One of the wild cards of the top half of the 2011 NBA Draft’s lottery section has to do with the placement of Brandon Knight on team’s draft boards. The talented point guard from Kentucky is still young and obviously coming into his own even after averaging 17.3 points per game last season. It’s clear his stock is high and scouts will love his potential the more they observe, a move that led head coach John Calipari to endorse his jump to the NBA.
One year ago, Scouts, Inc. had Knight as the fourth best player overall (and best overall guard) coming into the college ranks. With a tremendous scoring ability partnered with elite athleticism and quickness, Knight only needed to refine his passing game and rough up some of the younger edges to become a complete player. Those are the kinds of descriptors that will make a team think twice about its draft board.
Mock drafts link Knight to various teams at the top of the draft, from the Utah Jazz at No. 3 overall (where Chad Ford has him going) to the Charlotte Bobcats No. 9 (where Hoopsworld has him). If Knight could possibly slip past the Utah Jazz, why wouldn’t the Cleveland Cavaliers take him at No. 4 and get a dynamic post presence instead with the top overall selection. After all, the guard play from Baron Davis and Ramon Sessions was actually respectable last year for a 19 win team.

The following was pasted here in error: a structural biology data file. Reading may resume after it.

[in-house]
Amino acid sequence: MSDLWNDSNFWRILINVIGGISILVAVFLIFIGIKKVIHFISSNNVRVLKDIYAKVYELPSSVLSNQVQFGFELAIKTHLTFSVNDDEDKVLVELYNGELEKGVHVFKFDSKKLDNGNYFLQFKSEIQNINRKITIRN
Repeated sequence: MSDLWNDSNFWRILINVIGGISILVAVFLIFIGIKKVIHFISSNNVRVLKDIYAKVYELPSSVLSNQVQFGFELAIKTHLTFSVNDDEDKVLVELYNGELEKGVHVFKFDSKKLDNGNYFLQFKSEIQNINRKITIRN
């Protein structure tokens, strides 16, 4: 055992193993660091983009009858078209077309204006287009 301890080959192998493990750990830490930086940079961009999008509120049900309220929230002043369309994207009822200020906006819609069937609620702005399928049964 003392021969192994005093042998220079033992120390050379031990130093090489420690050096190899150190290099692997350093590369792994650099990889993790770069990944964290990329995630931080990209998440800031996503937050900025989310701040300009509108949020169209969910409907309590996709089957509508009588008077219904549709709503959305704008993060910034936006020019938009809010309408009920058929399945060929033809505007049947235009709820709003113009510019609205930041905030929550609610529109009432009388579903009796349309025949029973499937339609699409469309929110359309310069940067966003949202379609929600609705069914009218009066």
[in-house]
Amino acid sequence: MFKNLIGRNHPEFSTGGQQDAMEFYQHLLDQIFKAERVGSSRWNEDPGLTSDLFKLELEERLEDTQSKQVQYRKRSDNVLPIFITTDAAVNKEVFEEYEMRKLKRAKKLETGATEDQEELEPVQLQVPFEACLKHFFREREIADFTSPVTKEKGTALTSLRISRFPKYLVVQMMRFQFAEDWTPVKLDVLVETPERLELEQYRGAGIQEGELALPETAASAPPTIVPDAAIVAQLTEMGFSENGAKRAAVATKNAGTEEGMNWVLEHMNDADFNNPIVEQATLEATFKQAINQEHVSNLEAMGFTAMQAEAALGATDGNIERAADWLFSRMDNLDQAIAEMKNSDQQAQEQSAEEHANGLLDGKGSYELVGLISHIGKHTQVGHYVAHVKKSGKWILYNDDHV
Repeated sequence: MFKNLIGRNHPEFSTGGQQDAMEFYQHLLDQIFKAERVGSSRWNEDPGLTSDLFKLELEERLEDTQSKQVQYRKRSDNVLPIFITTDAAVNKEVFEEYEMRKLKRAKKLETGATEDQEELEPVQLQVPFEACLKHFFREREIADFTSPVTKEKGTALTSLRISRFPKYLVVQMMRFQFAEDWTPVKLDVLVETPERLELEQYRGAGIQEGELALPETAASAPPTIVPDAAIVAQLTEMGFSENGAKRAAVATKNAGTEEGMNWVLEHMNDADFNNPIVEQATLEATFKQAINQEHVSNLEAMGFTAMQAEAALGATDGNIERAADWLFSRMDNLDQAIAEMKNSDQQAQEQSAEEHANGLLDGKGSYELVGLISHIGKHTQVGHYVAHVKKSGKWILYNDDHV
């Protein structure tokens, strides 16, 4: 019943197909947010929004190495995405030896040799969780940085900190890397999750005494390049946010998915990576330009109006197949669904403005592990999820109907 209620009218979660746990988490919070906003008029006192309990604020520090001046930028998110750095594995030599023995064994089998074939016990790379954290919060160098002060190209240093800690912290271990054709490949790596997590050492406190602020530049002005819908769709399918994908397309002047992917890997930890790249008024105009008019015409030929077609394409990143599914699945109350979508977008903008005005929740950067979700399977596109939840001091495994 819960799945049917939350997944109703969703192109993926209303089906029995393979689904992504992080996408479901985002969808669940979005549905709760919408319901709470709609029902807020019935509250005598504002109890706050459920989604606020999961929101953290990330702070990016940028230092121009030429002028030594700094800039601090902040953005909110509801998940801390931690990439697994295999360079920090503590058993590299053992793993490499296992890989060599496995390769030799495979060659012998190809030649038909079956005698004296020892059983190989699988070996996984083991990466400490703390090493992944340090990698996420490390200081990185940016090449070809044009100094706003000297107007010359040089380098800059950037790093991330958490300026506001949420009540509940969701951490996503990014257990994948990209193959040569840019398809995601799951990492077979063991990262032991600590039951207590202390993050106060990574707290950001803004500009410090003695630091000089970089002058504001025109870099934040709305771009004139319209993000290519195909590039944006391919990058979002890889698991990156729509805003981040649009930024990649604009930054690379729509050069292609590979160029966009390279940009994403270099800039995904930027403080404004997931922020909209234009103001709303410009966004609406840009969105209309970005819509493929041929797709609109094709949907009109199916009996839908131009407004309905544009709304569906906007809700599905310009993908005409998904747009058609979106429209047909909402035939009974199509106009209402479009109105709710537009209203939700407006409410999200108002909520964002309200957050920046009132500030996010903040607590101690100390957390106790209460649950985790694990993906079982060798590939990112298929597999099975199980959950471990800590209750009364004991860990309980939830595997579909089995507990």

Knight’s game is not nearly as refined as Duke’s Kyrie Irving, but point guard isn’t nearly the most pressing issue facing the Cleveland Cavaliers. Instead, a player like Derrick Williams makes sense — someone who can provide an elite scoring presence anywhere down low. The pressure might be on to choose Irving as the best overall player in the draft, but the value doesn’t fit the need. For the Cavs to maximize their two choices, they could take advantage of the back-up Knight gives them at point guard and take Williams instead at the top of the draft.